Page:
Local Business Committed to Addressing Opioid Crisis Wins San Diego Angel Competition

Carmel Valley entrepreneur Patrik Schmidle is passionate about doing what he can to help fight the opioid crisis in this country. His health technology company CARI Health is developing a remote medication monitoring device that allows doctors to prescribe medications and receive real-time reports on medication levels.

In March, CARI Health won the grand prize at the San Diego Angel Conference, winning a check for $300,000.

Patrik Schmidle, founder of CARI Health.

(CARI Health)

The Angel Conference is a partnership between a group of angel investors and the Free Enterprise Institute at the University of San Diego School of Business, aimed at building the innovation ecosystem by supporting startups promising like CARI.

CARI Health was also recently recognized as a 2022 Connect Cool Company, an annual investment program designed to match San Diego’s top performing technology and life science startups with quality venture capital. As Cool Company, Schmidle’s company was featured at the first annual Innovation Day event at Petco Park on April 28.

Millions of Americans abuse prescription opioids and, according to the CDC, there were 75,673 overdose deaths in 2021, up from 56,064 the previous year.

Schmidle was inspired to start the business after a close family member struggled with opioid addiction. Fortunately, their story had a happy ending, but he knows many are fighting this fight with far less, without a family support system, good health insurance, or help of any kind.

“I realized what a profound difference it can make in a patient’s life, for them to get the right help and the right medicine and how devastating it is when you don’t have it” , did he declare.

Schmidle is originally from Germany and first came to the United States as an exchange student. He stayed to play sports, play college football, and eventually come to San Diego for college. He has lived in Carmel Valley for 20 years with his wife Sue, raising three boys and coaching them on the Sharks recreational soccer, recreational basketball and FNA flag football teams.

With his business background, he has held leadership positions in companies of all sizes, from start-ups to publicly traded companies. Launching CARI Health in 2015, he assembled a team of experts and innovators to tackle the opioid crisis, including an electrochemist, an electrical engineer, a software/hardware expert as well as people with experience in treating people with opioid addiction.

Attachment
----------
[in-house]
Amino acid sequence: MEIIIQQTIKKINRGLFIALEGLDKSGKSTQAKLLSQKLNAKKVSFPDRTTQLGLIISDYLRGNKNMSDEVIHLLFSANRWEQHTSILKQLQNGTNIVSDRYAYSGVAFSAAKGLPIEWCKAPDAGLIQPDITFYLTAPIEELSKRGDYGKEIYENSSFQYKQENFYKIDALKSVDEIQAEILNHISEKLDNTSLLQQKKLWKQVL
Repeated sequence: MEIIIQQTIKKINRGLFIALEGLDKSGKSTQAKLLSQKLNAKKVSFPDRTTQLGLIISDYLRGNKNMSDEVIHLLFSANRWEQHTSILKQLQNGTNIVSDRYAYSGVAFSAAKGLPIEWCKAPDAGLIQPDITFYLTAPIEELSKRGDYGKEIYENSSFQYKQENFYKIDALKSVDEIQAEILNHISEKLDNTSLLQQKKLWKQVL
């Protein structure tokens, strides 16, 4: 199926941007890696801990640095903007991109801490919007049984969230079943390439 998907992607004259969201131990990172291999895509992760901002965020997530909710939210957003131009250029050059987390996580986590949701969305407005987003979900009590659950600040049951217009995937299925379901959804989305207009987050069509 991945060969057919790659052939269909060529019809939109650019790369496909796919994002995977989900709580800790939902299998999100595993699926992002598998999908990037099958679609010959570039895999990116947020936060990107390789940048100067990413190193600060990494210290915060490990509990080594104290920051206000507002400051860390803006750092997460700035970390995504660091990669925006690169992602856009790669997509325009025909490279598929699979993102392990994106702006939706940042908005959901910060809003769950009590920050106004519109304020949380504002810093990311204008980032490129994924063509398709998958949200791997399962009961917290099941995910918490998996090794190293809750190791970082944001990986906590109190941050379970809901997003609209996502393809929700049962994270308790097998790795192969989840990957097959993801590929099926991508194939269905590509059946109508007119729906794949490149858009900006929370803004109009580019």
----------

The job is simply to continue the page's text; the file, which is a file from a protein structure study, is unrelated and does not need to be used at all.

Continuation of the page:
CARI has been incubated at UC San Diego’s Qualcomm Innovation Space since 2016, being part of the UCSD ecosystem and developing relationships with faculty and clinicians. UCSD is the sub-recipient of many of their grants.

He and his team are part of UCSD’s Institute for the Global Entrepreneur (IGE) MedTech program, which Schmidle says is like a bootcamp for entrepreneurs. A mentor is assigned who meets with them weekly to help them understand how to move from the vision to market stage and provide feedback as they progress. “For us, it was a game-changer,” Schmidle said.

At CARI, they pivoted several times in the design of the remote medication monitor. An iteration was implemented to detect levels of abuse. “We realized patient adoption was going to be a challenge, so we went with a wearable device,” Schmidle said.

The latest iteration is about the size of a quarter, similar to the continuous glucose monitor used by diabetics. The patient wears the sensor on their skin, and if drug levels fall outside the desired range, alerts can be sent to clinicians, the patient, and family members.

CARI Health applied for the San Diego Angels Conference in late 2021 and had its first presentation in February of this year. Nearly 100 companies applied and after a series of pitches they were narrowed down to the top 24. Investors decide which 12 advance to the next round and then the top six to the final.

As part of the first six, CARI was assigned a due diligence team that looked at every aspect of the business for six weeks, “everything,” Schmidle said.

At the end of the exhaustive due diligence process, the teams draw up a report for investors for the final pitch competition

“We luckily came out on top, it was very intense,” Schmidle said. “It confirmed that this group of very smart individuals looked at nearly 100 companies and decided that we were the best potential investment for them. That was the tipping point for us.

Schmidle said every entrepreneur understands that the hardest check to get is the first one, but thanks to the visibility of the grand prize win, the momentum has built, including being named Cool Company and other angels. intervene, bringing the company about to fill its round seed. “It’s been interesting, it’s been crazy actually,” he said.

In the world of startups, Schmidle said sometimes the human element gets lost but he will never forget his purpose.

That mission was reinforced during the San Diego Angels competition when a young man helping out with social media told Schmidle that both of his parents were recovering from opioid addiction. CARI Health really resonated with him and he said if his parents could have had this device, it could have changed his life.

“The reason we’re doing this is to make a difference,” Schmidle said. “It’s not just done to build a tech company, we’re doing it to change people’s lives. This is what motivates me every day.

To learn more, visit carihealth.com

Gladys T. Hensley